Poétique anglaise, Volume 2 (Google eBook)

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de l'imprimerie de Valade, 1806 - 464 pages
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Page 188 - If I am right, Thy grace impart Still in the right to stay: If I am wrong, oh teach my heart To find that better way.
Page 78 - Revenge, revenge, Timotheus cries, See the Furies arise ! See the snakes that they rear, How they hiss in their hair, And the sparkles that flash from their eyes!
Page 332 - Ah little think the gay licentious proud, Whom pleasure, power, and affluence surround; They, who their thoughtless hours in giddy mirth, And wanton, often cruel, riot waste; Ah little think they, while they dance along, How many feel, this very moment, death And all the sad variety of pain.
Page 80 - At last divine Cecilia came, Inventress of the vocal frame ; The sweet enthusiast from her sacred store Enlarged the former narrow bounds, And added length to solemn sounds, With Nature's mother-wit and arts unknown before. Let old Timotheus yield the prize, Or both divide the crown : He raised a mortal to the skies ; She drew an angel down.
Page 354 - An heir of glory! a frail child of dust! Helpless immortal! insect infinite! A worm ! a god ! I tremble at myself, And in myself am lost ! at home a stranger, Thought wanders up and down, surprised, aghast, And wondering at her own: how reason reels!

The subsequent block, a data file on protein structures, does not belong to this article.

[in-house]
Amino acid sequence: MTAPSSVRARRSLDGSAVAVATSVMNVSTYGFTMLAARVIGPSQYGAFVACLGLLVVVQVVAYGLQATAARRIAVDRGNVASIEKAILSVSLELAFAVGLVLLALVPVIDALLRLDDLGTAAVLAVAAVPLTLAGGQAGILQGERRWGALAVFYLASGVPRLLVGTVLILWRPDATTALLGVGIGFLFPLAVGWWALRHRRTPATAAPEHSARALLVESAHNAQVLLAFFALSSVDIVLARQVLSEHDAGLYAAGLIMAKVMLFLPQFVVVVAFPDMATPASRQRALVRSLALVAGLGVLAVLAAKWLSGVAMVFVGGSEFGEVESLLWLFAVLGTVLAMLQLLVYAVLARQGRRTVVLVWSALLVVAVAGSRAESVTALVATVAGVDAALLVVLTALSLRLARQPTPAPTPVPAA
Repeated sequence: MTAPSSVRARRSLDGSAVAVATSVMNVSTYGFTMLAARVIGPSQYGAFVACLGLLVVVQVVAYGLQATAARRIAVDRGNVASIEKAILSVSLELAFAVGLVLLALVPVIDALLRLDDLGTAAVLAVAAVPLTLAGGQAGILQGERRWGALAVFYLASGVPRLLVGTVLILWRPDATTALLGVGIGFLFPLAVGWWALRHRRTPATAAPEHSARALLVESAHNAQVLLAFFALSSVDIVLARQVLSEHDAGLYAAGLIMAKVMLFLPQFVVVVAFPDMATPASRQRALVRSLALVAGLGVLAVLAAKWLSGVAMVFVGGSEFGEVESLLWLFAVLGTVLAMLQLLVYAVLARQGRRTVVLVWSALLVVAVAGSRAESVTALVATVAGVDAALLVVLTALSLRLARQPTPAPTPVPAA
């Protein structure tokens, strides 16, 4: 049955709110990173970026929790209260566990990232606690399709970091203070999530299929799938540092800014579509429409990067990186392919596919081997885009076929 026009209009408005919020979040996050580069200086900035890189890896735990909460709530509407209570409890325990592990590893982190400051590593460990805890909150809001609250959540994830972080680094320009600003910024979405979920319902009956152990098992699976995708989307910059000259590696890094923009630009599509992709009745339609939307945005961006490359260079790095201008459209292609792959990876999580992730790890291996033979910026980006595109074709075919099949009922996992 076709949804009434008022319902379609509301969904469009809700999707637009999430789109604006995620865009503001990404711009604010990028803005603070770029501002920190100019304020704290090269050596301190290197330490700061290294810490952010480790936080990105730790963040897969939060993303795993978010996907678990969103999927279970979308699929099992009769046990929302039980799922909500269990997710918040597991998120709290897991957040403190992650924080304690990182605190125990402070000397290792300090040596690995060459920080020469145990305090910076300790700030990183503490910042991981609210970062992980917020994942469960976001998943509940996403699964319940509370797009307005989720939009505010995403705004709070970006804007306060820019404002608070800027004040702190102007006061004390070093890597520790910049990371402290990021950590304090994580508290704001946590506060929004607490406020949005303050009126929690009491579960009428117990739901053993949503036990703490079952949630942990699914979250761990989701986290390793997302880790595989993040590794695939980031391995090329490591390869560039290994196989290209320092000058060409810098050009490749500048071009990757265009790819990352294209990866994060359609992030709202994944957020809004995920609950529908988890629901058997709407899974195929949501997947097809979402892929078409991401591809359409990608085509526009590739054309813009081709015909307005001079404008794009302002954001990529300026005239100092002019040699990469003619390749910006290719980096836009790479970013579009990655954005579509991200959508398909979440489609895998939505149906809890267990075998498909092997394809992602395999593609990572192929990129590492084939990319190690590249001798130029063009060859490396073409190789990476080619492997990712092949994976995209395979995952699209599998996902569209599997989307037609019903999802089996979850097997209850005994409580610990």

Page 374 - Forbade to wade through slaughter to a throne, And shut the gates of mercy on mankind, The struggling pangs of conscious truth to hide, To quench the blushes of ingenuous shame, Or heap the shrine of Luxury and Pride With incense kindled at the Muse's flame.
Page 333 - Ah little think they, while they dance along, How many feel, this very moment, death And all the sad variety of pain. How many sink in the devouring flood, Or more devouring flame. How many bleed, By shameful variance betwixt man and man. How many pine in want, and dungeon glooms ; Shut from the common air, and common use Of their own limbs.
Page 34 - Hail, horrors! hail, Infernal World! and thou, profoundest Hell, Receive thy new possessor— one who brings A mind not to be changed by place or time.
Page 208 - What though no friends in sable weeds appear, Grieve for an hour, perhaps, then mourn a year, And bear about the mockery of woe To midnight dances, and the public show...
Page 368 - The curfew tolls the knell of parting day, The lowing herd winds slowly o'er the lea, The ploughman homeward plods his weary way, And leaves the world to darkness and to me. Now fades the glimmering landscape on the sight, And all the air a solemn stillness holds, Save where the beetle wheels his droning flight, And drowsy tinklings lull the distant folds...

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